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‘Govt Open to some Tinkering in Capital Gains Tax Regime’

The government is open to “some tinkering” in the capital gains tax regime to Make it is simpler, revenue secretary Tarun Bajaj said on Wednesday.

The official projected a ten-fold rise in capital gains tax in the current fiscal over the previous year and said the government is open to the idea of a higher goods and services tax (GST) for restaurants that would allow them to claim input tax credit.

“We need to rework the capital gains structure for rates, (and) holding periods. We would be open to some tinkering in it the next time we get an opportunity,” Bajaj said at a post-budget event organized by the industry body CII.

Under the I-T Act, gains from sale of capital assets, both movable and immovable, are subject to capital gains tax. The Act provides for separate rates of taxes for long-term and short-term capital gains, based on the period of holding an asset.

“I think it is too complicated for real estate, we have made it 24 months, for shares 12 months, for debit it is 36 months,” Bajaj said, agreeing with the need for a simpler regime. “We need to work that.”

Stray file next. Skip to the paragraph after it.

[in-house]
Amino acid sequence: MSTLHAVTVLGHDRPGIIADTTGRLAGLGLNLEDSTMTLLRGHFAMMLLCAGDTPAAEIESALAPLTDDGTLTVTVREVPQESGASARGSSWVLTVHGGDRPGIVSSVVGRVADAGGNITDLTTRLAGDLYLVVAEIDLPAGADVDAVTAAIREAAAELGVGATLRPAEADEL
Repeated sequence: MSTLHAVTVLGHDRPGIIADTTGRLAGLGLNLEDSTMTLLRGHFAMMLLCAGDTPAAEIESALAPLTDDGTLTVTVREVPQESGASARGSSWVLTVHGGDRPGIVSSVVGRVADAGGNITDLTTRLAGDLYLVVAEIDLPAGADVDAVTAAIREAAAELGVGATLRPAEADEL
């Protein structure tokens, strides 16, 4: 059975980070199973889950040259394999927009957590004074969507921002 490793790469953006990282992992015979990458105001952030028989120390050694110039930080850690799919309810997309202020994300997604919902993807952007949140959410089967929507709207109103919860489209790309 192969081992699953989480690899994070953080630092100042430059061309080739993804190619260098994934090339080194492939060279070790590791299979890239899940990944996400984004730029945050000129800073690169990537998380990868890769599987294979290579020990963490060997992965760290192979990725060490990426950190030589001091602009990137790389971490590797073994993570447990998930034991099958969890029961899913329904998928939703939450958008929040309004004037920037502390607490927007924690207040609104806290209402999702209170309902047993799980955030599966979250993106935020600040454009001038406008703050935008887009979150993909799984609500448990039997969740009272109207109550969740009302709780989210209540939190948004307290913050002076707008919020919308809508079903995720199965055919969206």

Bajaj asked CII to study the prevailing rates of capital gains tax across the world, saying the department had already surveyed the rates in developed nations.

He said the government is likely to collect good revenue through capital gains tax in the current fiscal on the back of a buoyant and active stock market. “We are making an estimate that it should be between Rs 60,000-80000 crore. Last year it was about Rs6000-8000 crore,” he said.

“Now with the tapering (reduction of assets purchases by the US Federal Reserve) happening and rates likely to go up in the US and (with) money moving out, one does not know how the market is going to play,” Bajaj said.

Movable personal assets such as cars, apparel, and furniture are excluded from capital gains tax. S-ET

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